1. Castor Bean, Ricinus communis
With oversized, tropical-looking leaves and bizarre seed pods, castor bean is an exotic addition to the ornamental garden. The only member of the genus, Ricinus communis is in the Spurge Family (Euphorbiaceae). The word ricinus is Latin for “tick”, used for this plant name because of the superficial resemblance of the seeds to a particular species of European tick. Castor bean is native to tropical east Africa around Ethiopia, but has naturalized in tropical and subtropical areas around the world to become a weed in many places, including the southwestern U.S. Plants are typically found in moist, well-drained soils in disturbed areas, such as along river beds and roadsides, and in fallow fields or at the edges of cultivated lands.
The seeds are extremely poisonous, so keep plants out of reach of children (or trim off flowering spike if this is a concern). The toxin in castor seeds is ricin (RYE-sin), one of the deadliest natural poisons, estimated as 6,000 times more poisonous than cyanide and 12,000 times more poisonous than rattlesnake venom. As few as four seeds can kill an average-sized adult, while ingestion of lesser amounts will result in vomiting, severe abdominal pain, diarrhea, and convulsions. Livestock and poultry can also be affected if they consume seeds or meal from the seeds. Although it is a very potent poison, ricin has been investigated as an anti-cancer agent. Ricin is water soluble, not lipid (oil) soluble, so it is not released during the pressing process, remaining in the leftover “seed cake.” This residue is used as a high-nitrogen fertilizer, or after detoxicating, the meal can be used as livestock feed. Since the toxin does not occur in the pure oil, castor oil can be consumed and has been used medicinally as a remedy for everything from constipation to heartburn. It is an effective cathartic or purgative (laxative) and can be used externally as an emollient for dry skin.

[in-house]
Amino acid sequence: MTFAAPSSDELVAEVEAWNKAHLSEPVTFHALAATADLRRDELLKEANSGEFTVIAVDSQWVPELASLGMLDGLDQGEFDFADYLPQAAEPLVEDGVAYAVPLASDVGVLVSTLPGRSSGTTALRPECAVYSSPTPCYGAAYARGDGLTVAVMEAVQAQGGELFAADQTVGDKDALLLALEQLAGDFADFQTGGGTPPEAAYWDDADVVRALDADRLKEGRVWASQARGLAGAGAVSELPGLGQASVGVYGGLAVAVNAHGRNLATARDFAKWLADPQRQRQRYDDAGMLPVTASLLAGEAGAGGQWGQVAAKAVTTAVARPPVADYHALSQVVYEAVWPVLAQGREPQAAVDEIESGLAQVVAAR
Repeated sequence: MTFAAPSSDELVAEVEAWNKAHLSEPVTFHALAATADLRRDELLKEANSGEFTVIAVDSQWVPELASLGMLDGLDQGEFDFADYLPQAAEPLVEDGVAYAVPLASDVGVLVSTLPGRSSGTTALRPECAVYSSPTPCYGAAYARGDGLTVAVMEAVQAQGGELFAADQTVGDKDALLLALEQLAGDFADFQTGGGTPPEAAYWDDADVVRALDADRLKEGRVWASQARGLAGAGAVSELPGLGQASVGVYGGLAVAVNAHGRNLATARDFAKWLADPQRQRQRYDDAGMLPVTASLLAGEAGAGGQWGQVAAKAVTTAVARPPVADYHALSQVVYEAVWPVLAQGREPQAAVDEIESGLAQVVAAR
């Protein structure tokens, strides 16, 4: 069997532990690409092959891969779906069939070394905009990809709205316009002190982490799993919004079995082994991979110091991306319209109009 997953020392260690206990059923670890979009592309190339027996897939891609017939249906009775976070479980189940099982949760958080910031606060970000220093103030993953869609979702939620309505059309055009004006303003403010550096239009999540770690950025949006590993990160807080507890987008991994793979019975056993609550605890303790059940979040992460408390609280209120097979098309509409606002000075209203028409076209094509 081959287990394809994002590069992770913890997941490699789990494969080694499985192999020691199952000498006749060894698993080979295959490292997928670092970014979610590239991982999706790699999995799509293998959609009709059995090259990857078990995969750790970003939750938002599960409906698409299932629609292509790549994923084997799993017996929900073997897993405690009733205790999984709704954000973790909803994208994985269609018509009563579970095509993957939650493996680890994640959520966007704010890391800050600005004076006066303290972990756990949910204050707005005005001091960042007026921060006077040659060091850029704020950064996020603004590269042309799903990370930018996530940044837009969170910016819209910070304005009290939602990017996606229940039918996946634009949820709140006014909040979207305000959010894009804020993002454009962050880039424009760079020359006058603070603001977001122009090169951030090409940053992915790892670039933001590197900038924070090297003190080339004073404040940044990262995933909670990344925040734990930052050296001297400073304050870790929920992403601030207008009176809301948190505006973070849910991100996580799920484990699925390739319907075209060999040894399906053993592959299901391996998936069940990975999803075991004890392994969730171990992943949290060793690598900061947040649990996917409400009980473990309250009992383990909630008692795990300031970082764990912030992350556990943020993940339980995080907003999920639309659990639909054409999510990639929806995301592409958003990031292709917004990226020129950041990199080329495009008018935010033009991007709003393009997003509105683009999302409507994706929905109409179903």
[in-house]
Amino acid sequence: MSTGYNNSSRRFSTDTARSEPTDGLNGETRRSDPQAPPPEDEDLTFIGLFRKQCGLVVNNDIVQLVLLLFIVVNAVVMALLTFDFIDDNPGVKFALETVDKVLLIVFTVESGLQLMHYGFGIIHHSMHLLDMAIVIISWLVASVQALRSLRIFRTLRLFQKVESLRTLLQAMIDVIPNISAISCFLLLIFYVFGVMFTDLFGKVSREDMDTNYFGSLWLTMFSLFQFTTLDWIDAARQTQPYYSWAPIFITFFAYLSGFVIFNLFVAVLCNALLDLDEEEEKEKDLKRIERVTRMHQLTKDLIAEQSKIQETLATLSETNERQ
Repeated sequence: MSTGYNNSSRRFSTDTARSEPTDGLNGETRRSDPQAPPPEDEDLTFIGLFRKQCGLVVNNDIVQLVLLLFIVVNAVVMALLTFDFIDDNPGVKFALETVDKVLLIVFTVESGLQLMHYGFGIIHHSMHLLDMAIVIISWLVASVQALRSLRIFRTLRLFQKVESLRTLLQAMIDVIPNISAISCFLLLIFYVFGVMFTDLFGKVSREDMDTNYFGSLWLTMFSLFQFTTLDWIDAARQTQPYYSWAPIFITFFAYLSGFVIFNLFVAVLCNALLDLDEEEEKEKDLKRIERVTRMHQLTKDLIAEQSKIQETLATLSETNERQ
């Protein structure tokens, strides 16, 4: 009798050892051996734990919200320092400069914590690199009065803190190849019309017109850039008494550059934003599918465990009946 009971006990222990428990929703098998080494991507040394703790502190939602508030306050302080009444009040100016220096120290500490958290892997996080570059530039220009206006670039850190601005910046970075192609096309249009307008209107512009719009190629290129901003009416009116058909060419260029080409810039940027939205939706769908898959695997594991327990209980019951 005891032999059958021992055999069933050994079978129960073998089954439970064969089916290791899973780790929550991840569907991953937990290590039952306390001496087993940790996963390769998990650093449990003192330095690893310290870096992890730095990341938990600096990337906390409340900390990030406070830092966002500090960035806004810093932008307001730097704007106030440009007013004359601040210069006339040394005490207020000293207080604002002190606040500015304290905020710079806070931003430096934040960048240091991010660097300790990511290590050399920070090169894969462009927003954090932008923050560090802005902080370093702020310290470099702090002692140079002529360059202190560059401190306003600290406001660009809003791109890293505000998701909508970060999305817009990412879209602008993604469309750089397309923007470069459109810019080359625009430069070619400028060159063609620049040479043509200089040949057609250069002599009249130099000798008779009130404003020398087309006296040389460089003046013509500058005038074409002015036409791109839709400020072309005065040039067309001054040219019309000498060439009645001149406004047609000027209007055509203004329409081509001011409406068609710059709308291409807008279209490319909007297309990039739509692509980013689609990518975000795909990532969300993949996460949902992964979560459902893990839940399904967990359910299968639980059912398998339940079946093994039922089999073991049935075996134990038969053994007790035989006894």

2. Water Hemlock, Cicuta maculata
Cicuta maculata is a highly poisonous species of flowering plant in the carrot family known by several common names, including spotted water hemlock, spotted parsley, spotted cowbane, and the suicide root by the Iroquois. It is native to nearly all of North America, from northern Canada to southern Mexico. It is a rhizomatous perennial herb producing a hollow erect stem to a maximum height between 1 and 1.5 meters (3 ft. 3 in and 4 ft. 11 in). The long leaves are made up of several lance-shaped, pointed, serrated leaflets. Each shiny green leaflet is 2 to 10 centimeters (1 to 4 in) long and the entire leaf may be up to 40 centimeters (16 in) long. The inflorescence of white flowers is similar in appearance to other species in the carrot family. It is a compound umbel with many clusters of flowers. The dry tan-brown fruit is a few millimeters long.
The plant is occasionally mistaken for parsnips, due to its clusters of white tuberous roots; this is an often fatal error, as the Cicuta is extremely poisonous. It is considered to be North America’s most toxic plant. Cicuta is fatal when swallowed, causing violent and painful convulsions. Though a number of people have died from water hemlock poisoning over the centuries, livestock have long been the worst affected (hence the name “cowbane”), causing death in as little as 15 minutes. The chief poison is cicutoxin, an unsaturated aliphatic alcohol that is most concentrated in the roots. Upon human consumption, nausea, vomiting, and tremors occur within 30–60 minutes, followed by severe cramps, projectile vomiting, and convulsions. Occasional long-term effects include retrograde amnesia. Ingestion of water hemlock in any quantity can result in death or permanent damage to the central nervous system.
3. Rosary Pea, Abrus precatorius